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How York and Edinburgh councils are failing their residents

Picture_5_2 Mark Wallace of the TaxPayers' Alliance highlights how two councils are showing a shocking degree of apathy to taxpayers' money.

With the average council tax bill running at well over £1,000, it goes without saying that councils have a responsibility to taxpayers to make sure spending is sensible and professional standards are met. Or you would have thought it goes without saying.

It often amazes me quite how basic some of the mistakes, errors and failures that occur in local government are. Whilst one expects to hear about councils that have big-spending, nanny state ideals that one might disagree with, or even to come across instances of people who simply aren’t very good at the job they have been given, the regularity with which councillors and council officers fail to fulfil even basic ethical standards is remarkable.

Take, for instance, York City Council. Whilst not an appalling council on every measure, York’s residents still bear a large financial burden and every penny counts. Like every area, crime is a problem and public concern to see it brought under control is high. Given that, it is amazing to discover that the council don’t log all thefts of council property that occur.

It is important for any organisation to do regular stock checks, both for good logistical planning and to make sure there is not a culture of theft or loss of goods. As the Leader of the Opposition rightly said:

“If it were a private business, every theft would be a loss of profit. We should see every theft as a loss of tax-payers’ money, which ultimately means tax-payers have to repay it with a council tax rise.”

Unfortunately, the ruling group seem to be unacceptably blasé about taxpayers’ property being stolen. Cllr Richard Moore, Executive Member for Corporate Services, is reported as saying:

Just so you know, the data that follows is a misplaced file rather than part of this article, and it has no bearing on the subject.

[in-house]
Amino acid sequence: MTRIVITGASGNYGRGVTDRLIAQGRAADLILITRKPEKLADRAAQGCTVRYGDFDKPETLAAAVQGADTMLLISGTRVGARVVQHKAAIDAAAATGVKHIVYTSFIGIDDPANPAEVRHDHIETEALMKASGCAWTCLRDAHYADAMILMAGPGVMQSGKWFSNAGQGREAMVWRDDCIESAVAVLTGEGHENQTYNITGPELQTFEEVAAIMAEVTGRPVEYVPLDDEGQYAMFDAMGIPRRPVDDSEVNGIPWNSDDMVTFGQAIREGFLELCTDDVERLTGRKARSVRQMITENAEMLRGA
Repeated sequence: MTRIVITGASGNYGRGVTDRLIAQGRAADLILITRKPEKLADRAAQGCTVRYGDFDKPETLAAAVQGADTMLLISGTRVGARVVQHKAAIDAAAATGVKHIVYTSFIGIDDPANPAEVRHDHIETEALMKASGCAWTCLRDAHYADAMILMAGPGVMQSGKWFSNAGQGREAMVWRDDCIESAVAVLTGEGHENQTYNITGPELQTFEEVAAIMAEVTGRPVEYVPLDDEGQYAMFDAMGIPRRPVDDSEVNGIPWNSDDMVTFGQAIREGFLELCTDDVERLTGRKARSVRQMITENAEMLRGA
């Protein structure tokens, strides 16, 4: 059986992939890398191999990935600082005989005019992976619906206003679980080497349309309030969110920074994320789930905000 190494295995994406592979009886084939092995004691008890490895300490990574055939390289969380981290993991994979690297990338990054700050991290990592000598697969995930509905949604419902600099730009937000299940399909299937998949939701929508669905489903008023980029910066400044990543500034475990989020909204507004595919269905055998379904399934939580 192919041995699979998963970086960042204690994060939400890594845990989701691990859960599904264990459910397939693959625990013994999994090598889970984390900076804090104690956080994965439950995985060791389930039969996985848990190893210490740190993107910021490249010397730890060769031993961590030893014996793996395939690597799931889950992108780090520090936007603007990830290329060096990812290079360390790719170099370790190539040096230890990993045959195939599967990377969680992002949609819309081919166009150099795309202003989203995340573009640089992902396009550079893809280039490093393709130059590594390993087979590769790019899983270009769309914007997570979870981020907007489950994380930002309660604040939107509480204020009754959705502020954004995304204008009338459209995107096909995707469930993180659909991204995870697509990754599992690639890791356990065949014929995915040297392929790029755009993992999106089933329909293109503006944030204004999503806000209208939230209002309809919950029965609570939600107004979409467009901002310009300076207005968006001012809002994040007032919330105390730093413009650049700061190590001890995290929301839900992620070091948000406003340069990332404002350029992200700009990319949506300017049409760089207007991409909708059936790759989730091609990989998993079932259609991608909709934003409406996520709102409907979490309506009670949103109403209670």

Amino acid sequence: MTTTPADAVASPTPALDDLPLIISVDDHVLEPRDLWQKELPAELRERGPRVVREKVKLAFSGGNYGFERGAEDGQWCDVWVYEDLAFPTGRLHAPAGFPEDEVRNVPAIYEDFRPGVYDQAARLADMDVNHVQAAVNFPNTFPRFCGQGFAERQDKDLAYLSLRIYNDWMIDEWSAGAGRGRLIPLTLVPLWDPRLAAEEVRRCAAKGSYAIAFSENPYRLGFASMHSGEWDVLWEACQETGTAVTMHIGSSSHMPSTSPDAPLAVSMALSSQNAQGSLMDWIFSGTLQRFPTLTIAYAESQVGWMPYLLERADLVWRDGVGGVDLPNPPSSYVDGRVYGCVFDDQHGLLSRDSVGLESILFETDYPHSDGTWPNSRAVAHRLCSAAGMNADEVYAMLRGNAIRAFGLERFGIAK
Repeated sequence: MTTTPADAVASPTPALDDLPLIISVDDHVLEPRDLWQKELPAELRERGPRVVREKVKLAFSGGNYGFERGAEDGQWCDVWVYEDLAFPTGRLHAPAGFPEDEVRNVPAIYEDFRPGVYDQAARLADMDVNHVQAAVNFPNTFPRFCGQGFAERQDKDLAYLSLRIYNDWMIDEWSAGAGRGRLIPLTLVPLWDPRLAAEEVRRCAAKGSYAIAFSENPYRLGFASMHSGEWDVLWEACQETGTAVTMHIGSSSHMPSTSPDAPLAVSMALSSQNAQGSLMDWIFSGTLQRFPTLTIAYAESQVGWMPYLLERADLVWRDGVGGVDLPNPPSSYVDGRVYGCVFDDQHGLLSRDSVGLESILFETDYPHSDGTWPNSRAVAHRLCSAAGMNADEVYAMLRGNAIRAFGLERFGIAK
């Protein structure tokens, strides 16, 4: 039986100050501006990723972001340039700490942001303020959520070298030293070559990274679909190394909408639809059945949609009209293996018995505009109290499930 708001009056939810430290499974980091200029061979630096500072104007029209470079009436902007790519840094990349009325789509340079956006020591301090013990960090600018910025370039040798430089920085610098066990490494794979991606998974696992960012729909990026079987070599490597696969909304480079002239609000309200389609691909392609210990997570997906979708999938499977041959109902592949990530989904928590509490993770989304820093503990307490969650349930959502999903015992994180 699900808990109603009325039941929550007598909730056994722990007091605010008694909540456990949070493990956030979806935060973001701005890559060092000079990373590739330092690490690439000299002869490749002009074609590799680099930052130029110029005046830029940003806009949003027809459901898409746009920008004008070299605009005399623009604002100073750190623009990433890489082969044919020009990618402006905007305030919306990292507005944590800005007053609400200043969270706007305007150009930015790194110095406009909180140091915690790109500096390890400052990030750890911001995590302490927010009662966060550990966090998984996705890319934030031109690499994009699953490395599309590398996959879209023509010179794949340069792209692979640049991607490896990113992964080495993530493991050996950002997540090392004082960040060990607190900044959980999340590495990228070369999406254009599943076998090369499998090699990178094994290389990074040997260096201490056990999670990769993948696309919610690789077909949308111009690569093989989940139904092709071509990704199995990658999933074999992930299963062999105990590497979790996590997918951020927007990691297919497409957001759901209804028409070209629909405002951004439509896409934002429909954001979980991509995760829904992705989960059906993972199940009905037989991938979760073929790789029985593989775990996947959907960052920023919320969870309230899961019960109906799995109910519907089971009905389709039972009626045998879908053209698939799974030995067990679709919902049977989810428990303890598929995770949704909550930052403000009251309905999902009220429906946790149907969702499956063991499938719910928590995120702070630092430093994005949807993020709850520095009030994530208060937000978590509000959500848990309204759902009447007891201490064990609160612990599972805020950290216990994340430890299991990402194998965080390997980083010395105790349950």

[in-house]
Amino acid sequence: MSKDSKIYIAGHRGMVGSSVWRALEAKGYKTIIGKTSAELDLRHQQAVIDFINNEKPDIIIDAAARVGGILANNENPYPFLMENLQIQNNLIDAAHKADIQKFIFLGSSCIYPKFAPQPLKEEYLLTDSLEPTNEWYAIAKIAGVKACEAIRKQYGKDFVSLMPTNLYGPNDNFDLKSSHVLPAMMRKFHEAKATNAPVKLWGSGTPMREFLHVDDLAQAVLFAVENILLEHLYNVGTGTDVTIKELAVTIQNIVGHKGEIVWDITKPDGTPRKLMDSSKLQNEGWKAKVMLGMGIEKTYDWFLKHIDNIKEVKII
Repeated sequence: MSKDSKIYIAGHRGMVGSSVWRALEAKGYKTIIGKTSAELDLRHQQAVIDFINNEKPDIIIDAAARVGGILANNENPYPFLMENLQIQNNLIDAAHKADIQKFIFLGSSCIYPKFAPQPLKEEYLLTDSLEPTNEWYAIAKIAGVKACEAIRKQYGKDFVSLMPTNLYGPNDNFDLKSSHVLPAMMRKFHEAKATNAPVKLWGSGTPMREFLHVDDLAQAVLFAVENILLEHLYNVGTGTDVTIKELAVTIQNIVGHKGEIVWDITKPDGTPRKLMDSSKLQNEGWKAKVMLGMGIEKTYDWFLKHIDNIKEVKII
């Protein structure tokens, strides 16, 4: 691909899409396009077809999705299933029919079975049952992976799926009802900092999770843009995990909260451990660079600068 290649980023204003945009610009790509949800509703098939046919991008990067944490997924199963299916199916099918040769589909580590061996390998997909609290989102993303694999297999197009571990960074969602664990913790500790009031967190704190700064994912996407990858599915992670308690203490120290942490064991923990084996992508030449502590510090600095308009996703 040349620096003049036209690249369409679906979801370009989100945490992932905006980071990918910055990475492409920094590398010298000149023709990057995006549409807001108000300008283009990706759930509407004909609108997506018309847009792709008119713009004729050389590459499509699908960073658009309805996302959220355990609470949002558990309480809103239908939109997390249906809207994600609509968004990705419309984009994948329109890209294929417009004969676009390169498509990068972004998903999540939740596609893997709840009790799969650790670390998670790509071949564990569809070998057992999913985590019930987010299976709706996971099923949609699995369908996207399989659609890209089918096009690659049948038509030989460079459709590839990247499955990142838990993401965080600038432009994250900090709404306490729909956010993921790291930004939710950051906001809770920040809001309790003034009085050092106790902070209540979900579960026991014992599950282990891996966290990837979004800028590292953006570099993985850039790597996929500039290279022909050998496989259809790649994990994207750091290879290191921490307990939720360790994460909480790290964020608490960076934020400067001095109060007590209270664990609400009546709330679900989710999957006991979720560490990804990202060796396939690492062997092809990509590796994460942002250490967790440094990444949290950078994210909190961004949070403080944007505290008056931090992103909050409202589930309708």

“One has to look at what is expedient – do we report it when we lose an item worth a couple of quid? As far as I am aware, we are not aware of having lost anything of value, other than the laptops and sat-navs, and it is of course a matter of officer time and cost, and whether that is equivalent to the value of what we lose.”

First, it is clearly expedient to have a simple stock-taking and theft records system, because even if each theft is just “a couple of quid” it is both illegal and liable to become a costly habit if tolerated. Second, the fact that he is “not aware of having lost anything” is hardly reassuring, given that no record appears to be kept.

People have a right to expect a higher standard of professionalism from their council. We are forced to trust them with our money, and they must repay that with good management.
Unfortunately, another example of a council who have failed to live up to the public’s simplest expectations has arisen this week. Where York appear to be simply falling short, which is bad enough, it turns out that some members of Edinburgh City Council are just plain dishonest.

In response to (justified) criticism that councillors were being given free lunches at taxpayers’ expense, Edinburgh introduced an “honesty box” system. Discount prices were established for the councillors, and they were expected to put the money in the box without supervision. A simple task, one would hope, for people entrusted with more than £800 million of taxpayers’ money every year.

Sadly, one would hope wrong. Outrageously, over the course of 6 months there was a £900 shortfall in the honesty box, meaning half of the food consumed by councillors was simply stolen. There is no way that people in Edinburgh can have any confidence that their money is properly looked after and spent responsibly if even their elected representatives, sitting at the top of the tree are willing to steal from their constituents without a twinge of guilt.

The way in which each council has failed the public differ, but at core both councils display a shocking degree of apathy towards taxpayers and their hard-earned money. York City Council send the message to their staff that theft is okay and ignored if it’s “just a couple of quid” each time, whilst Edinburgh’s councillors are stealing from taxpayers themselves. In both cases, people deserve and demand far, far better.


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